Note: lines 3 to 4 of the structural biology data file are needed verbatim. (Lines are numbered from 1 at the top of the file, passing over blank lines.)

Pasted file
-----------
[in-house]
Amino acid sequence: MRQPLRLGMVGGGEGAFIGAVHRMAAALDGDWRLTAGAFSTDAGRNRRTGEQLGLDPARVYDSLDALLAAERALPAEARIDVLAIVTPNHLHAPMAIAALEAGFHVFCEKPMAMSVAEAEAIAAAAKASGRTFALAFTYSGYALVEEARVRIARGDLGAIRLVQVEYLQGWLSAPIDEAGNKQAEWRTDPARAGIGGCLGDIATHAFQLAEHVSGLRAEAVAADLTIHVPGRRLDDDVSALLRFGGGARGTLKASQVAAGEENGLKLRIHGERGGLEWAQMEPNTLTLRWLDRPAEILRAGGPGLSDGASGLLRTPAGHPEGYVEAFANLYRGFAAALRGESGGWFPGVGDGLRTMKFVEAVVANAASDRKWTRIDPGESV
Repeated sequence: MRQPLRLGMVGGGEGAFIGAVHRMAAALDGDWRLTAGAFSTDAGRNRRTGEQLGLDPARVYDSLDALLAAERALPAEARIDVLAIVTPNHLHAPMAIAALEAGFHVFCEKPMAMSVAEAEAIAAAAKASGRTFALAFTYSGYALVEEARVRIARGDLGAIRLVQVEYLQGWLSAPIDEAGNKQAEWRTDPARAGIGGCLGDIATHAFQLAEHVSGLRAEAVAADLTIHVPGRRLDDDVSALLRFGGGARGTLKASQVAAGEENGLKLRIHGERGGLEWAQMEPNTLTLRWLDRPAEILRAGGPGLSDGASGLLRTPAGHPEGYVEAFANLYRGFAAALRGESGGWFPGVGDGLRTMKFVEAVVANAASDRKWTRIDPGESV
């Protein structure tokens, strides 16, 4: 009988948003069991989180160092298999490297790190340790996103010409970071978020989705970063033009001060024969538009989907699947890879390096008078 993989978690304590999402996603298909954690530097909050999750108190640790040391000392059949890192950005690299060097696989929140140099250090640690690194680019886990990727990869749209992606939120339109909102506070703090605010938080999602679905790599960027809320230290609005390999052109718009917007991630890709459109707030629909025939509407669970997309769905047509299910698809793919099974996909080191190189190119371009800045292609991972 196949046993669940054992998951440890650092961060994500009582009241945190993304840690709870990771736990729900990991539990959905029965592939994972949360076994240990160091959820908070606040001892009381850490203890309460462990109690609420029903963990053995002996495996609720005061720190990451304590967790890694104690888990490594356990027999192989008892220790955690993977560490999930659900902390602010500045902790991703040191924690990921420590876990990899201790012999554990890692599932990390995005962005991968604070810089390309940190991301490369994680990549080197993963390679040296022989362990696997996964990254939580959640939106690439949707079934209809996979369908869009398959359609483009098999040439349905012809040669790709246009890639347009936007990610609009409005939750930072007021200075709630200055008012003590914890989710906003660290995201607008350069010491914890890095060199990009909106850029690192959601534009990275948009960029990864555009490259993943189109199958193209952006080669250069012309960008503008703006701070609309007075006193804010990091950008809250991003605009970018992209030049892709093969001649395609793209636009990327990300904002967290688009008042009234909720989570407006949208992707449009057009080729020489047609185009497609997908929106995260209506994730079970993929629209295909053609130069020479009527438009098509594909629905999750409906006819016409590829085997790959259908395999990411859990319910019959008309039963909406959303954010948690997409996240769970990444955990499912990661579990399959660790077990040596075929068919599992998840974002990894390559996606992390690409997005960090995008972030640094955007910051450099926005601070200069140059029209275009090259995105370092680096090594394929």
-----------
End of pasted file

Repeated sequence: MRQPLRLGMVGGGEGAFIGAVHRMAAALDGDWRLTAGAFSTDAGRNRRTGEQLGLDPARVYDSLDALLAAERALPAEARIDVLAIVTPNHLHAPMAIAALEAGFHVFCEKPMAMSVAEAEAIAAAAKASGRTFALAFTYSGYALVEEARVRIARGDLGAIRLVQVEYLQGWLSAPIDEAGNKQAEWRTDPARAGIGGCLGDIATHAFQLAEHVSGLRAEAVAADLTIHVPGRRLDDDVSALLRFGGGARGTLKASQVAAGEENGLKLRIHGERGGLEWAQMEPNTLTLRWLDRPAEILRAGGPGLSDGASGLLRTPAGHPEGYVEAFANLYRGFAAALRGESGGWFPGVGDGLRTMKFVEAVVANAASDRKWTRIDPGESV
């Protein structure tokens, strides 16, 4: 009988948003069991989180160092298999490297790190340790996103010409970071978020989705970063033009001060024969538009989907699947890879390096008078 993989978690304590999402996603298909954690530097909050999750108190640790040391000392059949890192950005690299060097696989929140140099250090640690690194680019886990990727990869749209992606939120339109909102506070703090605010938080999602679905790599960027809320230290609005390999052109718009917007991630890709459109707030629909025939509407669970997309769905047509299910698809793919099974996909080191190189190119371009800045292609991972 196949046993669940054992998951440890650092961060994500009582009241945190993304840690709870990771736990729900990991539990959905029965592939994972949360076994240990160091959820908070606040001892009381850490203890309460462990109690609420029903963990053995002996495996609720005061720190990451304590967790890694104690888990490594356990027999192989008892220790955690993977560490999930659900902390602010500045902790991703040191924690990921420590876990990899201790012999554990890692599932990390995005962005991968604070810089390309940190991301490369994680990549080197993963390679040296022989362990696997996964990254939580959640939106690439949707079934209809996979369908869009398959359609483009098999040439349905012809040669790709246009890639347009936007990610609009409005939750930072007021200075709630200055008012003590914890989710906003660290995201607008350069010491914890890095060199990009909106850029690192959601534009990275948009960029990864555009490259993943189109199958193209952006080669250069012309960008503008703006701070609309007075006193804010990091950008809250991003605009970018992209030049892709093969001649395609793209636009990327990300904002967290688009008042009234909720989570407006949208992707449009057009080729020489047609185009497609997908929106995260209506994730079970993929629209295909053609130069020479009527438009098509594909629905999750409906006819016409590829085997790959259908395999990411859990319910019959008309039963909406959303954010948690997409996240769970990444955990499912990661579990399959660790077990040596075929068919599992998840974002990894390559996606992390690409997005960090995008972030640094955007910051450099926005601070200069140059029209275009090259995105370092680096090594394929």